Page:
Bears hibernate in the winter, when their environment becomes unpleasant. Here in the UK, the market environment for coal means it is becoming a seasonal creature too. In the case of coal though, it’s winter that allows it to be active and summer when it is largely slumbering; because now is not a good time to be out.
Coal’s summer inactivity is driven by the collision of a number of factors: lower demand, the growth of renewables and a policy environment that financially punishes carbon emissions.
Below I present some charts to illustrate the seasonality of coal, and briefly highlight some issues and questions that arise as a result. The data I’ve used comes from Elexon (here) and, to include embedded solar and wind in the data, National Grid (here).
Winter vs Summer
Diving straight in, here are two charts showing the major sources of power generation used in two weeks last winter and two just recently, in summer. The vertical axis is in MW, based on half-hourly (HH) data.
Figure 1a: Winter
Figure 1b: Summer
With both charts using the same vertical scale, an immediate takeaway is that the second chart doesn’t go up nearly as far as the first: the UK uses a lot less electricity in summer compared to winter. So the size of the available market is much smaller.
In both periods, the UK’s nuclear power fleet operates at a fairly steady output throughout, as does “other”, which mainly includes various biomass power sources. The term “net IC” refers to the total net inflow through the UK’s four interconnectors (including a big chunk of nuclear power imported from France). There’s a bit of up and down, but it might be steadier than you expected.
So what of the more variable sources of power?
In the winter period chosen, wind (in blue) played a game of two halves: plenty happening in the first week, but a poor effort in the calmer second one. The two summer weeks were both pretty windy, though with some big variations (Most of July 25th was calm, for example).
In winter there wasn’t much sun (in yellow, at the top), though it was more consistent in that calmer, clearer second week. In summer though, consistent and sizeable blobs of yellow show through the course of each day.
To fill the gap between changes in the level of overall demand and the (low-carbon) sources mentioned above are two fossil fuels – coal (brown) and gas (red). There’s also a tiny bit of hydro and pumped storage, but I haven’t shown them on these charts.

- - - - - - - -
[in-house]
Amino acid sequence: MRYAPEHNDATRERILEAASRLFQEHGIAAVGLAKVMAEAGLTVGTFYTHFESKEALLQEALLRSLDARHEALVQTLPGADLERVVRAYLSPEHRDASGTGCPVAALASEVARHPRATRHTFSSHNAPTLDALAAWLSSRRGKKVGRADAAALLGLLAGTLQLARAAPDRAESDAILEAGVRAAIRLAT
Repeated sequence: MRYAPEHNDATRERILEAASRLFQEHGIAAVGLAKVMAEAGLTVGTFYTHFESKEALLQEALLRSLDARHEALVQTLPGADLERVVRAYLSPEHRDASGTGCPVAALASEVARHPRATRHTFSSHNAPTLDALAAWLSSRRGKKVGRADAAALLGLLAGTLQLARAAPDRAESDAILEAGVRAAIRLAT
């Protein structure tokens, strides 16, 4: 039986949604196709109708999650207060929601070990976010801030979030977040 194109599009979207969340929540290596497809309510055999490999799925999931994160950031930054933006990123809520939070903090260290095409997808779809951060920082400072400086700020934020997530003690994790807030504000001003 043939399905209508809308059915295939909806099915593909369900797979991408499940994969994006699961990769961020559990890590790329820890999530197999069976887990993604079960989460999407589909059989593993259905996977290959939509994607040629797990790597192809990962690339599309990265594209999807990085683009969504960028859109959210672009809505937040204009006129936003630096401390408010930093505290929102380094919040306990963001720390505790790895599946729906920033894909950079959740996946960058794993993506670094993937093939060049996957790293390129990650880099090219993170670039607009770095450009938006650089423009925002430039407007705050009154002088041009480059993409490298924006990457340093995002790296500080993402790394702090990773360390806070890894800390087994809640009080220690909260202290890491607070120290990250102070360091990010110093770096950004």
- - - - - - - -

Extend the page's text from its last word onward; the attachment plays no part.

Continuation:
Since demand is lower in summer, the market for these fossil fuels is squeezed. Gas is still there, ramping up and down each day, but with its output much reduced. However you may struggle to see coal at all on the summer chart! Open it in a new window and you will see a thin and intermittent sliver of brown between the areas of wind and gas.
Focus on Fossil Fuels
To see those fossil fuels more clearly, here are two charts for those same two weeks, just showing coal and gas generation:
Figure 2a: Coal & Gas, Winter
Figure 2b: Coal & Gas, Summer
When the market size is being squeezed in summer, coal is cut out almost entirely. Gas is much reduced, in line with overall demand; and is also being specifically eaten into during the middle of each day, where the UK’s large installed base of solar PV gets in on the action.
It all means that summer is a good time if you’re concerned about carbon emissions from UK power generation. As I write, at around 13.30 on a reasonably sunny day, UK power is being generated at an overall emissions level barely above 200g of carbon for each kWh of generated electricity.
In my two selected winter weeks, it’s also worth noting that the total market for gas and coal was lower in the first week than the second. Remember from figure 1 that the first of our winter weeks was significantly windier than the second. Yet it appeared to be gas as much as coal that accommodated this reduction in fossil fuel burning. It’s an important reminder that it’s hard to assume the same relative behaviours of different power sources in every situation. The market is more complex than this, with the power mix at any point determined by a range of factors: from marginal costs (fuel costs) to technical constraints (such as ramp rates) to grid constraints (such as inertia requirements).
To finish the story of coal’s summer demise, here’s a final chart plotting the half-hourly generation data just for coal, through the year from January 1st until August 10th. (Although it leaves a lot of blank space, I’ve kept the vertical axis the same as the previous charts, for ease of visual comparison).
Figure 3: Coal through the year (MW, HH intervals)
Finally, here are some brief, future-gazing thoughts and observations worth pondering:
The UK government is committed to building new nuclear. Add another 3.2GW of nuclear (the capacity of the contracted Hinkley Point C plant) to the grey areas at the base of Figures 1 and 2 and – unless demand rises significantly – coal is completely wiped out in the summer months (with the market for gas eroded too). That’s fine: government policy is to wipe out coal completely – at all times of year – by 2025. A good chunk of winter coal use could go too, but not all. Some combination of other solutions – more nuclear than just Hinkley C, more renewable power, more long-duration storage, more gas, more interconnectors, lower demand etc. – will need to be found to replace that winter coal.